SUPERNATURAL ♦ URBAN FANTASY ♦ CONTEMPORARY/SUSPENSE ♦ EROTIC ROMANCE


November 29th, 2007
Going Japanese

The Japanese are truly quirky, which is one of the reasons that I love them so much. I’ve been reading a lot of graphic novels and manga lately. Currently, I’m working my way through Death Note by Tsugumi Ohba. In a nutshell, the story is about a boy who finds Death’s notebook and starts killing people in order to make the world a better place. (If only life was that simple.) The thing I really LOVE about Japanese Manga particularly the paranormal work is that it’s incredibly original. Mind blowing original. They come up with stuff that I wouldn’t even think about and then present it in a way I would’ve never imagined. I think hope that the more paranormal Manga I read, the better my story telling will become. Japanese storytellers think WAY outside the box. We may have different opinions when it comes to how stories should end, but there is no denying the skill that goes into creating the work.

I’ve said this before and I’ll say it again, the future of paranormal romances and urban fantasy/sci-fi will be determined by how close we (the writers) can get to graphic novels.

12 comments to “Going Japanese”

  1. As I was telling someone recently, say all you want about manga — the creators know how to commit and run with an idea, no matter how crazy.


  2. Ah. My childhood love of comics followed by my adult passion for manga and anime can pay off, mwahaha!


  3. One thing I like about the Japanese is they incorporate a code of honor in nearly all their graphic novels. Sometimes it’s a little twisted at times, but it’s there. 🙂


  4. I completely agree Jordan. I’ve been looking through the manga and graphic novel shelves at my bookstore for the same reason. There’s something there…


  5. Vernieda, You are absolutely right. Some of those ideas are crazy in their execution, but I can respect that they gave it a go.


  6. Charli, LOL! Yes, it can. I must say that I’m really enjoying the new stuff that is coming out in both Manga, Anime, and graphic novels. It’s hard to boil a story down to a few lines.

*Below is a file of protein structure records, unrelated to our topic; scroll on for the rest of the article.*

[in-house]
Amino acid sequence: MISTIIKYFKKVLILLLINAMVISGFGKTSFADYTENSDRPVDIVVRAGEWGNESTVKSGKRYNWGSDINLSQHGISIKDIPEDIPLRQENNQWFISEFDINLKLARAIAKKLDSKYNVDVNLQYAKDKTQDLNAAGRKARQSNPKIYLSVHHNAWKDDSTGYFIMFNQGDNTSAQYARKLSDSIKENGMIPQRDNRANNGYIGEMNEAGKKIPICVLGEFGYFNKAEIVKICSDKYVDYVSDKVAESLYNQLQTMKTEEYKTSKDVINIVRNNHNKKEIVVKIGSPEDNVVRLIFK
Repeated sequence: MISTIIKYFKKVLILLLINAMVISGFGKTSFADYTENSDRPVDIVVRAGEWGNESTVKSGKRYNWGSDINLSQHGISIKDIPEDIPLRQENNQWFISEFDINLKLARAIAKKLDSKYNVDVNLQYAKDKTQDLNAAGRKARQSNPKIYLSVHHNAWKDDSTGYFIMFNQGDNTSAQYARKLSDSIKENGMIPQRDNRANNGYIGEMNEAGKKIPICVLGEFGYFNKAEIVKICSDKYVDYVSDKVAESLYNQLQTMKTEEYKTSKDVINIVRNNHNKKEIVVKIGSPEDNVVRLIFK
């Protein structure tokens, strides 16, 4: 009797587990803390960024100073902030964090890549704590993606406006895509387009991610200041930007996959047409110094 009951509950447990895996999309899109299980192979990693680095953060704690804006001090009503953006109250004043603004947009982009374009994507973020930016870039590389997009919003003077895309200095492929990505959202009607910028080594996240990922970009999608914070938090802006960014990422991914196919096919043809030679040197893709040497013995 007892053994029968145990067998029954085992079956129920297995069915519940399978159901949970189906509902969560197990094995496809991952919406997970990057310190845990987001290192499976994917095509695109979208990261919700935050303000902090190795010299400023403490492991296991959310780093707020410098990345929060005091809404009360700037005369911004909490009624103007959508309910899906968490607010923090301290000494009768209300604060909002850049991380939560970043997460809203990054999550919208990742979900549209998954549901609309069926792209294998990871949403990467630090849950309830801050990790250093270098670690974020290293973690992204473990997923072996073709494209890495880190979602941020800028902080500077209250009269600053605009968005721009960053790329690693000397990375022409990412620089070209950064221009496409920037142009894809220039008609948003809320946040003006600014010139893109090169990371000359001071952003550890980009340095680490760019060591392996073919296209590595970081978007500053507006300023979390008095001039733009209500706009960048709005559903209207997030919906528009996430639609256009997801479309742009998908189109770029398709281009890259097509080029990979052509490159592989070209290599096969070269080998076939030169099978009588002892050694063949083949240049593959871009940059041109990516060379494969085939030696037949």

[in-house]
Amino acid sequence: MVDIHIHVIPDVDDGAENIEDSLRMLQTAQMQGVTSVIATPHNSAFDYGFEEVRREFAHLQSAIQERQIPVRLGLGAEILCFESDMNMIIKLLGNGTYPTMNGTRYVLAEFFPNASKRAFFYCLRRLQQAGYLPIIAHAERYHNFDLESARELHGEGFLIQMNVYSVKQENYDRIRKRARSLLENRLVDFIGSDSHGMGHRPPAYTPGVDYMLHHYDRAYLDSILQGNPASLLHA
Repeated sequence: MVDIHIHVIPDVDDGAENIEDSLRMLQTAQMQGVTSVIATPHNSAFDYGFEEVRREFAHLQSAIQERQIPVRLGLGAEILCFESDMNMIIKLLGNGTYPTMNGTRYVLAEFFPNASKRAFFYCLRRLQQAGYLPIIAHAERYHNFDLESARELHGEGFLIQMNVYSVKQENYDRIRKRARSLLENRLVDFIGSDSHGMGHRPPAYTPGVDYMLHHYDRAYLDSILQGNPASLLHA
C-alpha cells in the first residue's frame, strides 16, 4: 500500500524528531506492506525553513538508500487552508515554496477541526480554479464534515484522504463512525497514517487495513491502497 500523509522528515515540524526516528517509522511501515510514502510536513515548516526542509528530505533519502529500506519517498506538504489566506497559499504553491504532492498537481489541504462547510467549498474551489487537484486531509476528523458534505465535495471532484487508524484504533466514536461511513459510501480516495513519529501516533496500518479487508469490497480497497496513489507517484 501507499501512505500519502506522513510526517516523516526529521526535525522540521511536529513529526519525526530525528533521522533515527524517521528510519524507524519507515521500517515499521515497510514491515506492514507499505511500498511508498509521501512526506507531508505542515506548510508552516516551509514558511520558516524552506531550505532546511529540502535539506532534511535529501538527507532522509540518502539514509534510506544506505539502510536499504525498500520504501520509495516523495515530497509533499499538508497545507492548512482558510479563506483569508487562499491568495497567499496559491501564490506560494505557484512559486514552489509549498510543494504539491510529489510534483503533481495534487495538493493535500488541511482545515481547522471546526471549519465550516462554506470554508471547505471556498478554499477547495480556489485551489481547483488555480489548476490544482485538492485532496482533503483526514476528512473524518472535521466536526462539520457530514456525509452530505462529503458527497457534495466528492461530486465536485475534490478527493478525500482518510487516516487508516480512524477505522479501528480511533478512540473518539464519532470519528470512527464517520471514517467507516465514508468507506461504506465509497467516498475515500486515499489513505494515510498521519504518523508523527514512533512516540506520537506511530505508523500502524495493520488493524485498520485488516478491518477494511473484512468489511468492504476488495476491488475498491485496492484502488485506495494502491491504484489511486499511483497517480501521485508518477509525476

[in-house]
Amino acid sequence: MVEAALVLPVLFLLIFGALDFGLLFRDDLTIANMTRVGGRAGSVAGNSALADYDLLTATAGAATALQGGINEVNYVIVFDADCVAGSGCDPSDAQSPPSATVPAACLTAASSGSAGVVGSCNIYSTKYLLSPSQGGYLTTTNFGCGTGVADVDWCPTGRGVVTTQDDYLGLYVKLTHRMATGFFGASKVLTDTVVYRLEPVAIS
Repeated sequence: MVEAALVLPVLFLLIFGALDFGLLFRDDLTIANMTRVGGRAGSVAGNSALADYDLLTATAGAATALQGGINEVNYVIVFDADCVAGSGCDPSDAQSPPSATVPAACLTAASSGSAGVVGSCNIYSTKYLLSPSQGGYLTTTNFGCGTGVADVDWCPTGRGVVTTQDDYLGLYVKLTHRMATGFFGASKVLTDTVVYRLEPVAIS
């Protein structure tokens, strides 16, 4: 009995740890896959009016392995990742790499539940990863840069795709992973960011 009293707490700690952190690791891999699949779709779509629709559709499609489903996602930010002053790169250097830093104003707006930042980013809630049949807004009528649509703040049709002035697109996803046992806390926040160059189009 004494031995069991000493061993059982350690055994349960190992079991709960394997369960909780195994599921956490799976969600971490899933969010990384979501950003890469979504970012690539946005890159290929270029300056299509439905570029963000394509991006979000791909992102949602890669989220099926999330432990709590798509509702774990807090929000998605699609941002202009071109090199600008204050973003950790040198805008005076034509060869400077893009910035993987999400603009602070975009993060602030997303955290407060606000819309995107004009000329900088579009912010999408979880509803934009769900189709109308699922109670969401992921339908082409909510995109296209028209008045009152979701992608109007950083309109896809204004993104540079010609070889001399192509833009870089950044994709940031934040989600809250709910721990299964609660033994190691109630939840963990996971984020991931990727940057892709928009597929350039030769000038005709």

7. Bernard, Yes, they do. It’s built into their culture, even though the kids coming up now have walked away a bit from the older influence. Luckily they still maintain enough of their parents values to incorporate it into their work.


  8. Vivi, There’s definitely something there. I WISH someone talented would be interested in turning RED into a graphic novel. That would rock. I just don’t know if I’ve written it enough like one to get someone’s interest.


  9. Ah, this answers my blog question of which manga you were reading. 🙂 I’m glad to hear you’re enjoying DN. I consider Light Yagami as more of an anti-hero than a hero, but he’s a nice break from the usual shonen manga protags. In addition to all the other manga and graphic novels series I follow/have followed, Death Note and Y: The Last Man are the most recent additions. There’s a handful of steampunk-ish graphic novels I want to pick up, by they seem to mostly one-shot deals. I’ve long thought that one of the keys to understanding what interests newer generations of readers is to pay attention to what’s popular in anime, manga, and video games.


  10. Michele, I know you have the manga, anime and graphic novels covered. I have quite a few of the video games covered. Some I like to play. Others, I like to watch dh play. We are definitely a video game household. *ggg* Quite a few of the games have terrific storylines.


  11. I hit the post your comment button just as I noticed the typos, argh! That was supposed to be “but they seem to be mostly one-shot deals.” Sigh…


  12. Michele, No worries. I knew what you meant. 😉